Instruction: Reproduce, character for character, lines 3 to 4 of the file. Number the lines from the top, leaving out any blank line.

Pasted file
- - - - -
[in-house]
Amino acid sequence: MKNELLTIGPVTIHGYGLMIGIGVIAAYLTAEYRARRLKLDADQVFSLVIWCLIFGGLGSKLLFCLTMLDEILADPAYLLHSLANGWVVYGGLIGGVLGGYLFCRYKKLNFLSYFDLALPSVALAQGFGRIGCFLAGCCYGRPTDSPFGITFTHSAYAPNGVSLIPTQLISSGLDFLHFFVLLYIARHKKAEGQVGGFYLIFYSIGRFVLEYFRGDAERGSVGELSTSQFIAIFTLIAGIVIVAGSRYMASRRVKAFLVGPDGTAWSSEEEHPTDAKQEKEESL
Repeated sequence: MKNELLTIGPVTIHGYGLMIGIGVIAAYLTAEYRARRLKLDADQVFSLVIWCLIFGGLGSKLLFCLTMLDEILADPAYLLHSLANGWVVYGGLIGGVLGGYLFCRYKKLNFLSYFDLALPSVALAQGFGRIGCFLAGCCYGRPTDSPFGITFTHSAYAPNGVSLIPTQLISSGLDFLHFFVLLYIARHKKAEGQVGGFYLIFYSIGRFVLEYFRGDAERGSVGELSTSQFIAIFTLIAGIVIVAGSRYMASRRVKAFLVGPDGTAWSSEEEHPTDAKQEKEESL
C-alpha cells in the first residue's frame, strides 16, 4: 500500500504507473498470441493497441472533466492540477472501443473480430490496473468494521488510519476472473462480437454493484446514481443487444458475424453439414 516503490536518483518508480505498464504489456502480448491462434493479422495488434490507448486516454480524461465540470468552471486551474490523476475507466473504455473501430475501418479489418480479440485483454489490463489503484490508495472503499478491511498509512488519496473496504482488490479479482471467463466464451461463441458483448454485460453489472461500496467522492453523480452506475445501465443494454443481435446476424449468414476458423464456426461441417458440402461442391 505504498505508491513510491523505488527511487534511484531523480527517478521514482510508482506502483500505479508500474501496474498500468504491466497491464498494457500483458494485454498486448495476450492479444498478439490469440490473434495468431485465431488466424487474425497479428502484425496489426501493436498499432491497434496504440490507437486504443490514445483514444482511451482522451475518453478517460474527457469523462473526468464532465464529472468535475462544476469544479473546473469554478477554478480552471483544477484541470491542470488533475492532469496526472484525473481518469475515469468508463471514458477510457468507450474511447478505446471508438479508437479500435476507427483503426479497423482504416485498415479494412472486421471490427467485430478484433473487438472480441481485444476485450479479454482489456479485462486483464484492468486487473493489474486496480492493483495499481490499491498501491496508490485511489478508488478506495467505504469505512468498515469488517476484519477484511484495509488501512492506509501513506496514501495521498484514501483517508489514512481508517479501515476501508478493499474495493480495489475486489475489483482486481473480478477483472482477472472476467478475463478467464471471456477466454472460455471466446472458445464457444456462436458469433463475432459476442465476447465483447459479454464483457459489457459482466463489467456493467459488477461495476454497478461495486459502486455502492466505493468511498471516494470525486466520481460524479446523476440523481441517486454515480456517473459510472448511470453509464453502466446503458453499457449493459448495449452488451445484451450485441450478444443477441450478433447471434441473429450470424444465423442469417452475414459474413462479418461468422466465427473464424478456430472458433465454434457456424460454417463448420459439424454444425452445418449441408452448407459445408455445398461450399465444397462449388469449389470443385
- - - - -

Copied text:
Repeated sequence: MKNELLTIGPVTIHGYGLMIGIGVIAAYLTAEYRARRLKLDADQVFSLVIWCLIFGGLGSKLLFCLTMLDEILADPAYLLHSLANGWVVYGGLIGGVLGGYLFCRYKKLNFLSYFDLALPSVALAQGFGRIGCFLAGCCYGRPTDSPFGITFTHSAYAPNGVSLIPTQLISSGLDFLHFFVLLYIARHKKAEGQVGGFYLIFYSIGRFVLEYFRGDAERGSVGELSTSQFIAIFTLIAGIVIVAGSRYMASRRVKAFLVGPDGTAWSSEEEHPTDAKQEKEESL
C-alpha cells in the first residue's frame, strides 16, 4: 500500500504507473498470441493497441472533466492540477472501443473480430490496473468494521488510519476472473462480437454493484446514481443487444458475424453439414 516503490536518483518508480505498464504489456502480448491462434493479422495488434490507448486516454480524461465540470468552471486551474490523476475507466473504455473501430475501418479489418480479440485483454489490463489503484490508495472503499478491511498509512488519496473496504482488490479479482471467463466464451461463441458483448454485460453489472461500496467522492453523480452506475445501465443494454443481435446476424449468414476458423464456426461441417458440402461442391 505504498505508491513510491523505488527511487534511484531523480527517478521514482510508482506502483500505479508500474501496474498500468504491466497491464498494457500483458494485454498486448495476450492479444498478439490469440490473434495468431485465431488466424487474425497479428502484425496489426501493436498499432491497434496504440490507437486504443490514445483514444482511451482522451475518453478517460474527457469523462473526468464532465464529472468535475462544476469544479473546473469554478477554478480552471483544477484541470491542470488533475492532469496526472484525473481518469475515469468508463471514458477510457468507450474511447478505446471508438479508437479500435476507427483503426479497423482504416485498415479494412472486421471490427467485430478484433473487438472480441481485444476485450479479454482489456479485462486483464484492468486487473493489474486496480492493483495499481490499491498501491496508490485511489478508488478506495467505504469505512468498515469488517476484519477484511484495509488501512492506509501513506496514501495521498484514501483517508489514512481508517479501515476501508478493499474495493480495489475486489475489483482486481473480478477483472482477472472476467478475463478467464471471456477466454472460455471466446472458445464457444456462436458469433463475432459476442465476447465483447459479454464483457459489457459482466463489467456493467459488477461495476454497478461495486459502486455502492466505493468511498471516494470525486466520481460524479446523476440523481441517486454515480456517473459510472448511470453509464453502466446503458453499457449493459448495449452488451445484451450485441450478444443477441450478433447471434441473429450470424444465423442469417452475414459474413462479418461468422466465427473464424478456430472458433465454434457456424460454417463448420459439424454444425452445418449441408452448407459445408455445398461450399465444397462449388469449389470443385